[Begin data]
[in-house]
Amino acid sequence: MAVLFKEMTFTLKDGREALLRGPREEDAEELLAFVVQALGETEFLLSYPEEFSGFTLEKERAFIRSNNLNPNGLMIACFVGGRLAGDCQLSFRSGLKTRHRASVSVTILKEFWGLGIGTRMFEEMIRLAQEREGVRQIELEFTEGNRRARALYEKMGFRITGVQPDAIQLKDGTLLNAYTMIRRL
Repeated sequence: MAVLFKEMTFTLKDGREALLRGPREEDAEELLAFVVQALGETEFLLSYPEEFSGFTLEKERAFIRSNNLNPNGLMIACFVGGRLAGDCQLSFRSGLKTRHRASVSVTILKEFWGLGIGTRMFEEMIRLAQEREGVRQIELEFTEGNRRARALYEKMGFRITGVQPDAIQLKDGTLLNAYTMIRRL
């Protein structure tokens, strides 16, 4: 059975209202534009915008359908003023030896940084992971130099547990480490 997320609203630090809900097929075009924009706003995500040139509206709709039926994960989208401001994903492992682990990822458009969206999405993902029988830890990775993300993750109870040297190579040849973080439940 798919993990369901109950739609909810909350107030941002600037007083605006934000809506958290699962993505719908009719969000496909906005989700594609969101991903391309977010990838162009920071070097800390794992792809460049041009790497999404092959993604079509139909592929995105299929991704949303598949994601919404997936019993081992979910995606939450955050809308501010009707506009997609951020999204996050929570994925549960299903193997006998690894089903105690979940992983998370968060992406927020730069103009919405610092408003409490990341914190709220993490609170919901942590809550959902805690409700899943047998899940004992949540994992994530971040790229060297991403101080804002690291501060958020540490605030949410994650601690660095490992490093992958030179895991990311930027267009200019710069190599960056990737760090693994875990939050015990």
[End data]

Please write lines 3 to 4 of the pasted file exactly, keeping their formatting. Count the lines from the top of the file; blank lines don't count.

Repeated sequence: MAVLFKEMTFTLKDGREALLRGPREEDAEELLAFVVQALGETEFLLSYPEEFSGFTLEKERAFIRSNNLNPNGLMIACFVGGRLAGDCQLSFRSGLKTRHRASVSVTILKEFWGLGIGTRMFEEMIRLAQEREGVRQIELEFTEGNRRARALYEKMGFRITGVQPDAIQLKDGTLLNAYTMIRRL
């Protein structure tokens, strides 16, 4: 059975209202534009915008359908003023030896940084992971130099547990480490 997320609203630090809900097929075009924009706003995500040139509206709709039926994960989208401001994903492992682990990822458009969206999405993902029988830890990775993300993750109870040297190579040849973080439940 798919993990369901109950739609909810909350107030941002600037007083605006934000809506958290699962993505719908009719969000496909906005989700594609969101991903391309977010990838162009920071070097800390794992792809460049041009790497999404092959993604079509139909592929995105299929991704949303598949994601919404997936019993081992979910995606939450955050809308501010009707506009997609951020999204996050929570994925549960299903193997006998690894089903105690979940992983998370968060992406927020730069103009919405610092408003409490990341914190709220993490609170919901942590809550959902805690409700899943047998899940004992949540994992994530971040790229060297991403101080804002690291501060958020540490605030949410994650601690660095490992490093992958030179895991990311930027267009200019710069190599960056990737760090693994875990939050015990």